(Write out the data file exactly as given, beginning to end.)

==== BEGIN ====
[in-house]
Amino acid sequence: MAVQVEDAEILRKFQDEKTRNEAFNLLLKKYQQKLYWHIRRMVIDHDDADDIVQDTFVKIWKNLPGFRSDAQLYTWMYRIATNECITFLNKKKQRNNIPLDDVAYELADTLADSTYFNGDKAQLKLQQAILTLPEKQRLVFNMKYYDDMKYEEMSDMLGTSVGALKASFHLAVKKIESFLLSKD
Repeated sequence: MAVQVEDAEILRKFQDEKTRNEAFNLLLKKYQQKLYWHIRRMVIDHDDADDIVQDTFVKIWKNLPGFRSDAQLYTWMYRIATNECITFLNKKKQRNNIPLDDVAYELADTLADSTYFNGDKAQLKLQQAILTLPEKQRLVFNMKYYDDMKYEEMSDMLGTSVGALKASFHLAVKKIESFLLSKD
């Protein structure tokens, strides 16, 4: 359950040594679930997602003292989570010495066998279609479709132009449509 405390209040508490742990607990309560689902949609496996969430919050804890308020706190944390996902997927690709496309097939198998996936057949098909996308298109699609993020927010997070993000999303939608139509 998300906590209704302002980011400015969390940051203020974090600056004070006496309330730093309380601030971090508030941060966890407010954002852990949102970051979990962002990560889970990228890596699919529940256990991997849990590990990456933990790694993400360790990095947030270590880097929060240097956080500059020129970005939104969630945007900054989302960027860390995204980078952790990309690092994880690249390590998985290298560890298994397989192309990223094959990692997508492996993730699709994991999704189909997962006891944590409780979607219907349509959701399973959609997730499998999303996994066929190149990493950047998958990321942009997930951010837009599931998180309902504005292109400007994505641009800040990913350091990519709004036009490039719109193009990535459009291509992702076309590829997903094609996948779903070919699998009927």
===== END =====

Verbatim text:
[in-house]
Amino acid sequence: MAVQVEDAEILRKFQDEKTRNEAFNLLLKKYQQKLYWHIRRMVIDHDDADDIVQDTFVKIWKNLPGFRSDAQLYTWMYRIATNECITFLNKKKQRNNIPLDDVAYELADTLADSTYFNGDKAQLKLQQAILTLPEKQRLVFNMKYYDDMKYEEMSDMLGTSVGALKASFHLAVKKIESFLLSKD
Repeated sequence: MAVQVEDAEILRKFQDEKTRNEAFNLLLKKYQQKLYWHIRRMVIDHDDADDIVQDTFVKIWKNLPGFRSDAQLYTWMYRIATNECITFLNKKKQRNNIPLDDVAYELADTLADSTYFNGDKAQLKLQQAILTLPEKQRLVFNMKYYDDMKYEEMSDMLGTSVGALKASFHLAVKKIESFLLSKD
């Protein structure tokens, strides 16, 4: 359950040594679930997602003292989570010495066998279609479709132009449509 405390209040508490742990607990309560689902949609496996969430919050804890308020706190944390996902997927690709496309097939198998996936057949098909996308298109699609993020927010997070993000999303939608139509 998300906590209704302002980011400015969390940051203020974090600056004070006496309330730093309380601030971090508030941060966890407010954002852990949102970051979990962002990560889970990228890596699919529940256990991997849990590990990456933990790694993400360790990095947030270590880097929060240097956080500059020129970005939104969630945007900054989302960027860390995204980078952790990309690092994880690249390590998985290298560890298994397989192309990223094959990692997508492996993730699709994991999704189909997962006891944590409780979607219907349509959701399973959609997730499998999303996994066929190149990493950047998958990321942009997930951010837009599931998180309902504005292109400007994505641009800040990913350091990519709004036009490039719109193009990535459009291509992702076309590829997903094609996948779903070919699998009927």